file corruption and 7 bit

Das Devaraj das at
Tue Dec 17 19:14:09 UTC 1996

On Tue, 17 Dec 1996, Claude Setzer wrote:

> I am very sorry that I personally do not have a large amount of time to devote
> to this, but something I think would be very useful would be to compile a
> detailed list of compatible and non-compatible means of transferring 8 bit
> character/glyph sets over INTERNET.

This discussion is getting pretty technical, but don't know where people 
are going with this.  What follows are technical details and not 
Indology.  So feel free to skip this message.

Anything (including binary) can be transferred over the internet without 
any problems.  Basically, what is needed is an e-mail program which is not 
brain-dead at the sending/receiving end.  Pegasus Mail (a free windows 
program is good).  PINE also does a pretty good job.  Even the old 
standby Eudora Light (which is free I believe) will do a credible job.

> This could, perhaps be hosted by the Indology Web site. Based on this I think
> we might be able to arrange for all or most of the members of  Indology to
> start using this more complete system. 

Lot of mailing lists do not allow attachments.  If the current list 
server can handle MIME complaint e-mails, nothing special needs to be 
> I have absolutely no argument with anything you said, but others seem to think
> that it is possible to transfer 8 bit character sets even when a 7 bit
> encoding scheme is used.

The 7 bits has to do more with the communication links than the computer 
proper.  Computer is always 8 bits or 16 bits etc. 

> I have found that Microsoft's (free) INTERNET mail
> software has several methods of encoding 8 bit character sets. 

Try to get the programs mentioned above, or even Netscape.

> My experiments
> seem to favor the UUencode method rather than the MIME for transfer of high
> characters. (This is the label Microsoft gives it. Their encoding labeled MIME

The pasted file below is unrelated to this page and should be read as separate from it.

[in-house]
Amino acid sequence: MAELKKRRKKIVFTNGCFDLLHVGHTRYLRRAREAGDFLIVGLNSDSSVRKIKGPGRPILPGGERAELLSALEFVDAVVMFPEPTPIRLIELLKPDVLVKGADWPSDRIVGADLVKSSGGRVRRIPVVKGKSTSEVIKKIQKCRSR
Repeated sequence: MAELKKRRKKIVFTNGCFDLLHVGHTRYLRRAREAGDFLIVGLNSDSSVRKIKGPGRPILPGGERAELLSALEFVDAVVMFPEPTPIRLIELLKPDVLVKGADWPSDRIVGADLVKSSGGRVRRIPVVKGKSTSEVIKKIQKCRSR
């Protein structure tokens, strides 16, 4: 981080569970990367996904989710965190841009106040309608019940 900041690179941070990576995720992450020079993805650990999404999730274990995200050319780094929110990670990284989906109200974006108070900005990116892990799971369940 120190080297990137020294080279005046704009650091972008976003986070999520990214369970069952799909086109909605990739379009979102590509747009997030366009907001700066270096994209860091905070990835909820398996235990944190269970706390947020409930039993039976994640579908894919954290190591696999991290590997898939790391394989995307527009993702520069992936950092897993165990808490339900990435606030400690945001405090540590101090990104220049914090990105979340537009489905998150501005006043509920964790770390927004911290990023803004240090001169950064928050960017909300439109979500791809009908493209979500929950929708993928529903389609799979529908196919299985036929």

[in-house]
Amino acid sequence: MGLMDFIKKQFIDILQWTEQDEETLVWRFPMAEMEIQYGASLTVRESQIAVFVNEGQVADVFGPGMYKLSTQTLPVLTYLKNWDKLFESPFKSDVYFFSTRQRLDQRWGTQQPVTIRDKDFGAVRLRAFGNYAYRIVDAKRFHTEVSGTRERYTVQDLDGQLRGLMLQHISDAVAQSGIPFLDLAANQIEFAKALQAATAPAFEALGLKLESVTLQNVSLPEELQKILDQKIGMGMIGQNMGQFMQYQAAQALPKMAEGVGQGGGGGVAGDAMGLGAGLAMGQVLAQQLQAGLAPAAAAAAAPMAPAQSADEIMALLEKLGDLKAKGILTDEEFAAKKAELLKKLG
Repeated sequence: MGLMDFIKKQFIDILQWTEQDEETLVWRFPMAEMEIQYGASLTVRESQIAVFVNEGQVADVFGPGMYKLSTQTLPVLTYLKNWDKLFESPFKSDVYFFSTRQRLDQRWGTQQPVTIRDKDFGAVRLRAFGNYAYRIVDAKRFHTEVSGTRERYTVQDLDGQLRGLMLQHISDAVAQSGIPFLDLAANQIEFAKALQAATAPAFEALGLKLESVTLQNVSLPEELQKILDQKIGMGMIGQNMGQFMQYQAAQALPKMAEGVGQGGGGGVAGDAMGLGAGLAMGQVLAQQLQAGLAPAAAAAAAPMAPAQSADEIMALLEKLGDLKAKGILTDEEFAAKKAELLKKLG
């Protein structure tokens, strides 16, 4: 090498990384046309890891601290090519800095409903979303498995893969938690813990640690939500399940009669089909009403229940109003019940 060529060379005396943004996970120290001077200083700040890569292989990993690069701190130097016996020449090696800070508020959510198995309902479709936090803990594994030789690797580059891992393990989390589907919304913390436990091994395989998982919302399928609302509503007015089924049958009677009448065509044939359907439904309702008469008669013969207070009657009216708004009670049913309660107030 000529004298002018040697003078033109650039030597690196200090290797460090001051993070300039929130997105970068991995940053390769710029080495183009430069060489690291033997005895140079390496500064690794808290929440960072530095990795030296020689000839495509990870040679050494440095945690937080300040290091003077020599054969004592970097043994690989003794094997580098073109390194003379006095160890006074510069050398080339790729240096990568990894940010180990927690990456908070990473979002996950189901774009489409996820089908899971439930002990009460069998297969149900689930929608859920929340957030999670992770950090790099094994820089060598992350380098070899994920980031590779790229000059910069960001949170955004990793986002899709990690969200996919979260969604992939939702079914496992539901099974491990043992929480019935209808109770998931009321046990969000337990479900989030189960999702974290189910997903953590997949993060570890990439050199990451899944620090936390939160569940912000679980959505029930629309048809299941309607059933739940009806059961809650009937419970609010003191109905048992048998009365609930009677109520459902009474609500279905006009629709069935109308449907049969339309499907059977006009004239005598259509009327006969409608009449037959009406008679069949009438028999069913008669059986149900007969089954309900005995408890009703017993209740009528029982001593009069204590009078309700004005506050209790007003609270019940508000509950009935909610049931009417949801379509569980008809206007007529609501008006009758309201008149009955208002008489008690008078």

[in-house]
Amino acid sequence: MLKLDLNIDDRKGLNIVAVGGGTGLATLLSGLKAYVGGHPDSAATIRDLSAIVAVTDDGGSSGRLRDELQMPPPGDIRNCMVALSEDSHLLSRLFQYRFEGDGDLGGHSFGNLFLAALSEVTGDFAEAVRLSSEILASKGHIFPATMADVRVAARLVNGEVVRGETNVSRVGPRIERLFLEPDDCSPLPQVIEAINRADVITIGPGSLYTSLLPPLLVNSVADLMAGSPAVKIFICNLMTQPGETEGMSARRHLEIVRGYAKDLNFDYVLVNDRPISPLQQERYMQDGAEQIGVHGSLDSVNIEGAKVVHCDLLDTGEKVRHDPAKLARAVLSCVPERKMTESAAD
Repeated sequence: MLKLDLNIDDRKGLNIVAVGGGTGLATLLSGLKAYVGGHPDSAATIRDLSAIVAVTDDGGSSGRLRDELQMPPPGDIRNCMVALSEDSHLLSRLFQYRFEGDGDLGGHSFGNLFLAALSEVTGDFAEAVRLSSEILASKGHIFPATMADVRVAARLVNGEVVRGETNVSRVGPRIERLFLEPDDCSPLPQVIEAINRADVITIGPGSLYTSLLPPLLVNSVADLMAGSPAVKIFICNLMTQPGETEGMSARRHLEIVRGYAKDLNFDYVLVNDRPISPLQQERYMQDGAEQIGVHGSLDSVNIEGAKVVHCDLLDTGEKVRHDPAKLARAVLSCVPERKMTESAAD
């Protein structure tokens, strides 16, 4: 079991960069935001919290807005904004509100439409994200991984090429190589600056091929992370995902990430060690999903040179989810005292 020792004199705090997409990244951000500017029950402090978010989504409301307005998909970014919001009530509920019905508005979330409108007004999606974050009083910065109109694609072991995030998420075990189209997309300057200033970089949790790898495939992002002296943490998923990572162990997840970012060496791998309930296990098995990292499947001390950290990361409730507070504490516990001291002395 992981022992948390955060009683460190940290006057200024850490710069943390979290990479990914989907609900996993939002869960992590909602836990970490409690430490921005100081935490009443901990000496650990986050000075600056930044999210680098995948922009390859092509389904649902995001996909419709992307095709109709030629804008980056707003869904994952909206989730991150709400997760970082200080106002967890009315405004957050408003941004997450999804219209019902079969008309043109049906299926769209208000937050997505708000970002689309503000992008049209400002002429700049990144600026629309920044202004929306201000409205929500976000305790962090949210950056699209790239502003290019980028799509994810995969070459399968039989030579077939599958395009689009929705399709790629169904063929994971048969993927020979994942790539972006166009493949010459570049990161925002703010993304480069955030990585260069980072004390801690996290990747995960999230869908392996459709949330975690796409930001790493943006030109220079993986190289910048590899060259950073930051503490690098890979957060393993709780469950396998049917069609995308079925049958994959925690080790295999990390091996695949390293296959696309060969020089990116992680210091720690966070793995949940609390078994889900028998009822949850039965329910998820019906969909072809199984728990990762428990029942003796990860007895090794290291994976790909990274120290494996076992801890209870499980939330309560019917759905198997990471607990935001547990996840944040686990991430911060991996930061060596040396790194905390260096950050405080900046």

> seems to work less easily. Uuencode gives actual high characters, base 64
> gives gibberish, Quoted gives an = sign followed by the character number on my
> email receiver (the one that eliminates the last bit of character map when
> sending). But perhaps some simple software would reinterpret the = and
> character to give the proper glyph.)

UUencode/MIME etc are not Microsoft labels.  UUencode has been with with 
Unix, as far as I can remember (latest version on my machine is dated 
1987).  MIME (Multipurpose Internet Mail Extensions) originally started 
with Bellcore I believe in 1991.  As a general note, mail systems should 
not be asking people to choose encoding systems but act transparently.

If somebody really wants to get into doing something exotic with mail 
system, they should read RFC822 for basic e-mail and RFC2045, RCF2046, 
RFC2047, RFC2048 and RFC2049 for MIME.

The best bet to finding working software on Internet - whether mail or 
for other purposes - is to check whether the software is RFC complaint.  
If the vendor says, they use "proprietary"  software which is "better" 
than the standard or some other line like that, say a polite "Thanks, but 
No-Thanks" and don't touch it with a ten foot pole.  Of course, if you 
decide to use it inspite of the warning. learn to live with the 

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